The title of this news summary is a direct quote from Johann Hari, a man who grew up in a family of addicts. Hari undertook a 3-½ year, 30,000-mile journey to understand the causes of addiction and the failures of the war on drugs. He summarizes some of the findings that went into his new book, Chasing the Scream: The First and Last Days of the War on Drugs, in an article on the Huffington Post.

Here are a few highlights: Confine a rat alone in a cage, give him a choice of plain water or water laced with cocaine, and he will become hopelessly addicted – unto death – to the water with cocaine. But take him out of isolation, put him in a rat’s equivalent of Club Med, give him the same two choices, and he will shun the cocaine water in favor of enjoying himself with his buddies.

Does this apply only to rats? Of course not. A similar ‘experiment’ played out at the end of the Viet Nam war. A full 20% of the soldiers came home addicted to heroin. All but 95% quit – mostly without the aid of outside recovery groups. Reconnection with family, friends, and a meaningful reason for being replaced the need to hang-out in oblivion.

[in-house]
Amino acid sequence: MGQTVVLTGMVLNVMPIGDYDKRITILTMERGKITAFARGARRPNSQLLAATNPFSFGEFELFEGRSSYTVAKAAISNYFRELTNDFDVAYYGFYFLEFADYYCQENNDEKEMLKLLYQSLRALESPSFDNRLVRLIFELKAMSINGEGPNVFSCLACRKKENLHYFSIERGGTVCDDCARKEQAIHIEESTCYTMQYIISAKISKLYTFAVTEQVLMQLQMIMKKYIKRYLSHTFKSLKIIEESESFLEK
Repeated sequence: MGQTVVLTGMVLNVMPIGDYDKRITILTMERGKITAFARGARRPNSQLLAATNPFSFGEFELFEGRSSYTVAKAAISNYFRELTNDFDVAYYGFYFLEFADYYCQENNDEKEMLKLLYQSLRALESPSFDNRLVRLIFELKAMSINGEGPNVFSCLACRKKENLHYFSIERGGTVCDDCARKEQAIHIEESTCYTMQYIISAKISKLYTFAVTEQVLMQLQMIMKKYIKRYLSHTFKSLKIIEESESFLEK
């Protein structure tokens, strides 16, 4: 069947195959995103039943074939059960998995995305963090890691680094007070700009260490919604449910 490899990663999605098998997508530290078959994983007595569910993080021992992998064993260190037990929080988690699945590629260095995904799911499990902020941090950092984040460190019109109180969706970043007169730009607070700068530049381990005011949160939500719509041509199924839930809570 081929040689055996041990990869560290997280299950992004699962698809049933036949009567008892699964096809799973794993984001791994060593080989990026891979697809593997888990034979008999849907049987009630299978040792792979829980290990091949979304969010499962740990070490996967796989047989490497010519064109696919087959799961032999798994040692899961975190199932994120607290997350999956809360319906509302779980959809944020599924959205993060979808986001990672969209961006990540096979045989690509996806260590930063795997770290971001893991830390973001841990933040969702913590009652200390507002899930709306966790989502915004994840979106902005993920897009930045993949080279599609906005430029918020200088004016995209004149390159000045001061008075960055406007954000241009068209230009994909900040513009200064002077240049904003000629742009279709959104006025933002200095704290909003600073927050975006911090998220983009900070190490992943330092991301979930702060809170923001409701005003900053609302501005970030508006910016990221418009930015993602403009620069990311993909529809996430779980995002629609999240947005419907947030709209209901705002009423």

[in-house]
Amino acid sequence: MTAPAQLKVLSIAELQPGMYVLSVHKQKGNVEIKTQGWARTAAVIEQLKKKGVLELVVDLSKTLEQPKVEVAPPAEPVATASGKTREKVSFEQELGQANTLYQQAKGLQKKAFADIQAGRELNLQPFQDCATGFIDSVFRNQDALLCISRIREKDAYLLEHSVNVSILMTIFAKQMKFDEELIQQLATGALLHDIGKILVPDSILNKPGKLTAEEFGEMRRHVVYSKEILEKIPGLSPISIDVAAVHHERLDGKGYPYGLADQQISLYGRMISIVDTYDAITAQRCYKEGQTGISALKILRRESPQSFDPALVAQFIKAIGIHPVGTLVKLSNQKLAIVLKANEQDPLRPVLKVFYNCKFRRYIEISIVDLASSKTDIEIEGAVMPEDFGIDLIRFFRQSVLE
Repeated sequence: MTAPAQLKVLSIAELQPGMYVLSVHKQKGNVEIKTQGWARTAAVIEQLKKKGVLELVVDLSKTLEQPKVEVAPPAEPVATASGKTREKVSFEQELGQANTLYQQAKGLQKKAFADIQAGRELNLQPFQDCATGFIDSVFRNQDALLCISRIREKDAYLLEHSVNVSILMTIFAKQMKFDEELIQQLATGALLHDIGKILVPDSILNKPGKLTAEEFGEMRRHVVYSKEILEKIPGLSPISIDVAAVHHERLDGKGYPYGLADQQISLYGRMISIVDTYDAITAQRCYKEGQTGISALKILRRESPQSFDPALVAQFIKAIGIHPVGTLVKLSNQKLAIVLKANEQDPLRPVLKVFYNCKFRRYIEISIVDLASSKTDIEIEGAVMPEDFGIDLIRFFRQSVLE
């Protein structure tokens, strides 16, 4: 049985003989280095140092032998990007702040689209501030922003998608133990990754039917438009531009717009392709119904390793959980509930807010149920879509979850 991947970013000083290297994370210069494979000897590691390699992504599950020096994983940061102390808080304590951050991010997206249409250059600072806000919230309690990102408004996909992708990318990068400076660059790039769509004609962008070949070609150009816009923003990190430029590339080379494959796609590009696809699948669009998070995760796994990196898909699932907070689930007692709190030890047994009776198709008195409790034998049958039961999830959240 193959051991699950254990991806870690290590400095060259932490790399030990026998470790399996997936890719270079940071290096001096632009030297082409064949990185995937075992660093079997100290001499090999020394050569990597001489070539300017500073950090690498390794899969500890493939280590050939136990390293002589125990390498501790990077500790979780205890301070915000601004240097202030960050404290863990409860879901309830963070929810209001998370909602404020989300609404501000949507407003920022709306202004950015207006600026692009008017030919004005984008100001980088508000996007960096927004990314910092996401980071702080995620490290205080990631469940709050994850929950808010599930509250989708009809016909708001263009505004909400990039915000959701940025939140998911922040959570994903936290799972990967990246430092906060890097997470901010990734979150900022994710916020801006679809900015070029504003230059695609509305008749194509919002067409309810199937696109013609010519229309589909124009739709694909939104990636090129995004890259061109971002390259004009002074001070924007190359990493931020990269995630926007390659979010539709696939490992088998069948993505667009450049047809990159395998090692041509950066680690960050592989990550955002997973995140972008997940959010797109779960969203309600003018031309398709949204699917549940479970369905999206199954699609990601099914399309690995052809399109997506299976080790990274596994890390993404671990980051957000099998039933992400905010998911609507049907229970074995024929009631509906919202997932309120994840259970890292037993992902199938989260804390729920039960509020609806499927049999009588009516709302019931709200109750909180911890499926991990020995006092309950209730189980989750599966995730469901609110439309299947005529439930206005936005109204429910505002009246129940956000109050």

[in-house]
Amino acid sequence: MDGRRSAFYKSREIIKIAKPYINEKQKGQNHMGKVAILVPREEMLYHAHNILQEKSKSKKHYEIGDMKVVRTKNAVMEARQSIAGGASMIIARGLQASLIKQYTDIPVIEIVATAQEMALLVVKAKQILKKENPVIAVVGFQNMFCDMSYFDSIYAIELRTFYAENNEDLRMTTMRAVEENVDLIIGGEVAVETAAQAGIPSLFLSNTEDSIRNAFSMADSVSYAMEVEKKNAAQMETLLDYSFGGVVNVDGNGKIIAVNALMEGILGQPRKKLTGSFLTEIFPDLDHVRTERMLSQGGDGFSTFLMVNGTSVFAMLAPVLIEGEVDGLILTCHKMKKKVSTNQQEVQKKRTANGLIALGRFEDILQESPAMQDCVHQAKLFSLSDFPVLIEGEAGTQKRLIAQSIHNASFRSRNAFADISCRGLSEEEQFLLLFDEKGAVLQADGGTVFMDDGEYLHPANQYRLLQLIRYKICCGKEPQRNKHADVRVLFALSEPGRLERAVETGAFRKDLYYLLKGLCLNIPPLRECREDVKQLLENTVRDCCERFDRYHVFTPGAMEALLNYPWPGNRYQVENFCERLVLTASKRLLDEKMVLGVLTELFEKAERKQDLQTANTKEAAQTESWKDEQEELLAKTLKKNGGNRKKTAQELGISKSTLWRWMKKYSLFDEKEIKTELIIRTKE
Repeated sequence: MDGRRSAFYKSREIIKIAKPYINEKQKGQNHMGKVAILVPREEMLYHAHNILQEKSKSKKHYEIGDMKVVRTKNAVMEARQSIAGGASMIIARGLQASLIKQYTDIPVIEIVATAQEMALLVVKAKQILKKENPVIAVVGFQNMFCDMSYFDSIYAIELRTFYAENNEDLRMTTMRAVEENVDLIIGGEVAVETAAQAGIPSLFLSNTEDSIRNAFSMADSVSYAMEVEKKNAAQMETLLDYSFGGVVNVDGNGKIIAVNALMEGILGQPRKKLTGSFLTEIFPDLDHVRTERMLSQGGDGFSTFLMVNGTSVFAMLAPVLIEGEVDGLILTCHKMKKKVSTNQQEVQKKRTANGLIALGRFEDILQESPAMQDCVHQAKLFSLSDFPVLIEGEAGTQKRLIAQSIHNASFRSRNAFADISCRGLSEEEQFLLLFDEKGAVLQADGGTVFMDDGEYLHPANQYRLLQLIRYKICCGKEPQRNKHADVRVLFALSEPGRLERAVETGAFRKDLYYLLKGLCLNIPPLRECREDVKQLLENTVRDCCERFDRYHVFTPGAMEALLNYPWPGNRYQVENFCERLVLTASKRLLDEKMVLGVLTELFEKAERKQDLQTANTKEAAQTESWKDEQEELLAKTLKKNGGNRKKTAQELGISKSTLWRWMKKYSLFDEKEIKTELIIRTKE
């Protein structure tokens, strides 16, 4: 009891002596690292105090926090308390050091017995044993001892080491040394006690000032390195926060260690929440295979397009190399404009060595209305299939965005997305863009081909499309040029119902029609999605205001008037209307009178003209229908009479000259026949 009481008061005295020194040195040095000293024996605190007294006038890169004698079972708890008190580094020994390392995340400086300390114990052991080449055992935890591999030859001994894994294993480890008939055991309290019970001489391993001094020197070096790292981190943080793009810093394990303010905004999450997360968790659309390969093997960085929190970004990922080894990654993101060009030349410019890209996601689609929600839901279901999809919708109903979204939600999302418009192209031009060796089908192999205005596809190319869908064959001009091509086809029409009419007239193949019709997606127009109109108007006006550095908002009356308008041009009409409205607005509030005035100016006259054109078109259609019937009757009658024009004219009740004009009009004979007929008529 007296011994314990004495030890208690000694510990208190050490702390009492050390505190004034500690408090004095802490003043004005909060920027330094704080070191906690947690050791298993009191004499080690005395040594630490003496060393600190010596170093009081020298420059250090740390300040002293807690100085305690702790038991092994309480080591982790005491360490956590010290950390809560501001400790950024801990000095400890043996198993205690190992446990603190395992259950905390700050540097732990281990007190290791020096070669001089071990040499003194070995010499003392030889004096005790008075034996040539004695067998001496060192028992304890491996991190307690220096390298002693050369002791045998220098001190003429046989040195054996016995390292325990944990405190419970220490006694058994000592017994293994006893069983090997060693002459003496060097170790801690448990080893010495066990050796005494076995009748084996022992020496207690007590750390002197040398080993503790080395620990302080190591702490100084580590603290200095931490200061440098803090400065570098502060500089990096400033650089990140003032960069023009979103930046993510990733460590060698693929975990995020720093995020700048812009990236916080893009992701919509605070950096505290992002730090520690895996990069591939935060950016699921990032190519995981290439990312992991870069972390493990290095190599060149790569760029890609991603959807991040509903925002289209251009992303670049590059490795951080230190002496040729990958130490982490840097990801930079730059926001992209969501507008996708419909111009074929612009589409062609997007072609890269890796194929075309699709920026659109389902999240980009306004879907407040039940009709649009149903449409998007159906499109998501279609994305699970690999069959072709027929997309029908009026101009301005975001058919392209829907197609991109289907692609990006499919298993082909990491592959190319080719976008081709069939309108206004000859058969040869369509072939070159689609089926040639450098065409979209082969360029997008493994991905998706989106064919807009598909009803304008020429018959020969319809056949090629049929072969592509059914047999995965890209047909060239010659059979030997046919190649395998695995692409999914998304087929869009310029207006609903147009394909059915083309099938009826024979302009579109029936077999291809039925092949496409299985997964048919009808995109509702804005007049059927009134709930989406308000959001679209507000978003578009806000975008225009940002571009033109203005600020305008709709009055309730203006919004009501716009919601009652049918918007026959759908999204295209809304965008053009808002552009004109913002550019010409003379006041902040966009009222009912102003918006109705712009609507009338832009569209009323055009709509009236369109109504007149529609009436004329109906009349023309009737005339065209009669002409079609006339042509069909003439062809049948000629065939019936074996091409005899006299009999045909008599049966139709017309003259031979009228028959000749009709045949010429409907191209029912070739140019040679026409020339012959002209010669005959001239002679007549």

Now, apply this on a wider scale: One percent of Portugal’s population was addicted to heroin. Fortunately, the government had the wisdom to declare defeat when their War on Drugs only drove up the numbers. So they legalized drugs and used the same allocated funds to create community, to subsidize housing and jobs, and to offer addicts opportunities to reconnect with the feelings they’d literally been dying to avoid.

As Hari writes in his article, “An independent study by the British Journal of Criminology found that since total decriminalization, addiction has fallen, and injecting drug use is down by 50 percent. …. Decriminalization has been such a manifest success that very few people in Portugal want to go back to the old system.”

Human beings are social animals. If we can’t bond with someone we will with something – anything – that will help diminish the pain of our existence. Professor Bruce Alexander – the man who created Rat Park, the Club Med for lab rats – told Hari that “for too long, we have talked exclusively about individual recovery from addiction. We need now to talk about social recovery – how we all recover, together, from the sickness of isolation that is sinking on us like a thick fog.”